There is no real plot, yet. It is just the story of a poor, gifted kid growing up in Algeria. His father died when he was still an infant and he is raised along with his brother by his half-deaf mother, his handicapped uncle, and his grandmother. Everyone in the family besides the two boys is illiterate, and it is a hard life that is still filled with joy. When you look at the notes, it is clear that the book is as motivated by ideas as Camus’s other novels – what it is like to grow up without a past, the psychological impact of poverty – but here the ideas are wearing flesh and blood; they come out of the material instead of the other way around. There are also some sections that have no thematic importance at all, that are just there to communicate the pleasure of being a child and playing with friends.

I love reading but I am very rarely moved by novels anymore, and I was by this one – on its own merits and also, although this is purely secondary, because of how Camus died. There is something unbearably sad about an artist dying precisely at the moment that he finds his true voice, his greatest voice. It is the same feeling I get when listening to Sam Cooke’s last records. I remember laughing when I came across a note that Camus had added to the end of an ordinary sentence; it said, for no reason that I could make out, “Exoticism pea soup.” And it seemed so strange and sad that no will ever know what he was thinking when he wrote that to himself.

Sunday, March 04, 2007

Huckleberry Finn

After a decade or so, I picked up Huckleberry Finn again. I’m not sure if I was a slow child, but I don’t remember getting very much out of it in high school. I really wonder whether there is any point in giving children great books. Maybe we should just let them read whatever they want. Almost everything assigned was wasted on me, from Don Quixote to Donne’s poetry. I only noticed what I missed years later, reading on my own.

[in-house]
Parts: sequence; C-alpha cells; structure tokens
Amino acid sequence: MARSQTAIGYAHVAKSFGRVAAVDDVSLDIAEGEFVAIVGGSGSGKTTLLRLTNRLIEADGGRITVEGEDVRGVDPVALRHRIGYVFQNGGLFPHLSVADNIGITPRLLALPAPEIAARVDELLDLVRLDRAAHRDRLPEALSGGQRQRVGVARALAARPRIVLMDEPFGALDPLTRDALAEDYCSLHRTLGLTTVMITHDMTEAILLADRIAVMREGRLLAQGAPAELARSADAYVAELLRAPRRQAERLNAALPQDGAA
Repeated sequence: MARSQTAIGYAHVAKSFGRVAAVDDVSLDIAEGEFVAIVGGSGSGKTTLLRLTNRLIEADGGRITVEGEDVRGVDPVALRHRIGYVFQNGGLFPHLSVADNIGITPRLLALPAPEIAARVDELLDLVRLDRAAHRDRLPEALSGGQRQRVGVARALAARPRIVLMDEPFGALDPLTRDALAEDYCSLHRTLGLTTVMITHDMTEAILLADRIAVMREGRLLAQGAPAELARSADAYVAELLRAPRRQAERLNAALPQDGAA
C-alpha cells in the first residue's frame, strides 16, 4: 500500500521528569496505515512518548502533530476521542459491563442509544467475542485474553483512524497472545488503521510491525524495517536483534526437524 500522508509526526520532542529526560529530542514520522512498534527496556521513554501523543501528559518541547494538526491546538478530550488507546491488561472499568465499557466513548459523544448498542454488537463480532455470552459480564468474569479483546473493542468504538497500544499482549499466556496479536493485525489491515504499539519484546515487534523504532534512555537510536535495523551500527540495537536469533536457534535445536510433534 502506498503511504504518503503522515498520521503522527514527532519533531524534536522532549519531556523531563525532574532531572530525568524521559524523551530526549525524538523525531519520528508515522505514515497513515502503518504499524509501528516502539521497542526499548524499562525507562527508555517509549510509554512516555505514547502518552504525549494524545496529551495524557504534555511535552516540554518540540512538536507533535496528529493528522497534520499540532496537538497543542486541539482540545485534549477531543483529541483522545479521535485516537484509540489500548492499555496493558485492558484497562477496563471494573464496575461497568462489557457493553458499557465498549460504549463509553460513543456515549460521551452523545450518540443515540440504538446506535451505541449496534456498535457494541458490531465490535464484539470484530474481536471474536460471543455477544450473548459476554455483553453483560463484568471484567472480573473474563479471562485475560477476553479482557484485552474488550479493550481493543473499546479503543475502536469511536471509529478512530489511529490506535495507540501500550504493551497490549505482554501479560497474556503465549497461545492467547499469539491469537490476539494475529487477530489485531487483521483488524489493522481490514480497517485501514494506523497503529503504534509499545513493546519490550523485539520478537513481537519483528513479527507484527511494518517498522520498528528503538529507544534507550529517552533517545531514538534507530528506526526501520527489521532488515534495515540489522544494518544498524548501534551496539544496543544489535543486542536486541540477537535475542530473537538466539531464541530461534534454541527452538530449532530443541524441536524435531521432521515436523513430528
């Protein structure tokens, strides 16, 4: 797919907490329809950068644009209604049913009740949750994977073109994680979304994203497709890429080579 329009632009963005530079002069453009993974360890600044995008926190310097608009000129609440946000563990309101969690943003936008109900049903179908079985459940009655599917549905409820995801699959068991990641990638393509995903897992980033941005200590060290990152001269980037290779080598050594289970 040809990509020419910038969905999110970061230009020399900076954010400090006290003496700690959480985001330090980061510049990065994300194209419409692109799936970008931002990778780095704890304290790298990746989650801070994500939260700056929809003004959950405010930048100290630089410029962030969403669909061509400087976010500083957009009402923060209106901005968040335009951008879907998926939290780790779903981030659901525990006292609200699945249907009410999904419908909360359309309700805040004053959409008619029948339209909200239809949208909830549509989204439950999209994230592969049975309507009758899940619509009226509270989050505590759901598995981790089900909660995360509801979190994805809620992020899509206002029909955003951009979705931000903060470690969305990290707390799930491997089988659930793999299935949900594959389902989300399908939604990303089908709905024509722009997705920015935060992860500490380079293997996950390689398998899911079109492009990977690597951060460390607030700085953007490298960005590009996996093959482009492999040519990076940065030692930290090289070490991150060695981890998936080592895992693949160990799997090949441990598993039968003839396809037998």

In this case, I bow to the consensus. This book is as beautiful as anything in English literature. When I re-read Gatsby, I started wondering whether the other American classics lived up to their reputations, but no revaluation is necessary here. Moby Dick is as great as people say; so is Leaves of Grass, so is Huckleberry Finn. They are wild, cobbled-together messes, but they are the genuine article. All books of travel, all with immense, swirling casts of characters, all somehow centerless, tied to no single place or community. America!

Well, I’m not sure what has happened to my country. We still produce the big wild books, but the vitality is somehow gone. The vitality is gone in more and more places every day. In Twain and Melville’s picaresques, I get a sense of immense freedom and space — in Pynchon and Barth, the capers seem frantic and somehow childish, a terror of boredom instead of a joy at possibilities.

Let me type a passage out for you. Read it and remember that there was a time when America held out a promise of freedom that was like nothing that had ever been offered before. There were slaves then and there are detainees now, but when I read certain books that this country has produced, I refuse to believe that this promise was ever entirely a lie. Maybe it will contain some truth again one of these days. Anyway, I have built it up too much, but here it is — Huck pushes off in his canoe at night, because his father is looking for him: